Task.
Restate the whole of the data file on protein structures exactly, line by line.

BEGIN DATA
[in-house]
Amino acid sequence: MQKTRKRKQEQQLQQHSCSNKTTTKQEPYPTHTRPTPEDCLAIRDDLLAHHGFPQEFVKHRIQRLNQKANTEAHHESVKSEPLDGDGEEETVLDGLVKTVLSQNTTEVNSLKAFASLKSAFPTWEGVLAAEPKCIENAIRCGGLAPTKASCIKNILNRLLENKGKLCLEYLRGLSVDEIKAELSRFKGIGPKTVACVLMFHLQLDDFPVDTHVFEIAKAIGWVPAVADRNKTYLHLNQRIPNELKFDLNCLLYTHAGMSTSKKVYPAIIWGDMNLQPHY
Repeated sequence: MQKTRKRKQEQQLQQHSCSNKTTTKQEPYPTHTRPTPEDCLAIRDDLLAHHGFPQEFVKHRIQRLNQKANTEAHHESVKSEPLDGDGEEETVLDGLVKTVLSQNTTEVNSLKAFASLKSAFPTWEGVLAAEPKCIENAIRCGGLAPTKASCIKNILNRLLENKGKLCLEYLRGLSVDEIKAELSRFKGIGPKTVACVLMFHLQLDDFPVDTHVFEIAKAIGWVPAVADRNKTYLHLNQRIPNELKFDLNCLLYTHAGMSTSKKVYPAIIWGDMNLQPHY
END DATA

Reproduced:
[in-house]
Amino acid sequence: MQKTRKRKQEQQLQQHSCSNKTTTKQEPYPTHTRPTPEDCLAIRDDLLAHHGFPQEFVKHRIQRLNQKANTEAHHESVKSEPLDGDGEEETVLDGLVKTVLSQNTTEVNSLKAFASLKSAFPTWEGVLAAEPKCIENAIRCGGLAPTKASCIKNILNRLLENKGKLCLEYLRGLSVDEIKAELSRFKGIGPKTVACVLMFHLQLDDFPVDTHVFEIAKAIGWVPAVADRNKTYLHLNQRIPNELKFDLNCLLYTHAGMSTSKKVYPAIIWGDMNLQPHY
Repeated sequence: MQKTRKRKQEQQLQQHSCSNKTTTKQEPYPTHTRPTPEDCLAIRDDLLAHHGFPQEFVKHRIQRLNQKANTEAHHESVKSEPLDGDGEEETVLDGLVKTVLSQNTTEVNSLKAFASLKSAFPTWEGVLAAEPKCIENAIRCGGLAPTKASCIKNILNRLLENKGKLCLEYLRGLSVDEIKAELSRFKGIGPKTVACVLMFHLQLDDFPVDTHVFEIAKAIGWVPAVADRNKTYLHLNQRIPNELKFDLNCLLYTHAGMSTSKKVYPAIIWGDMNLQPHY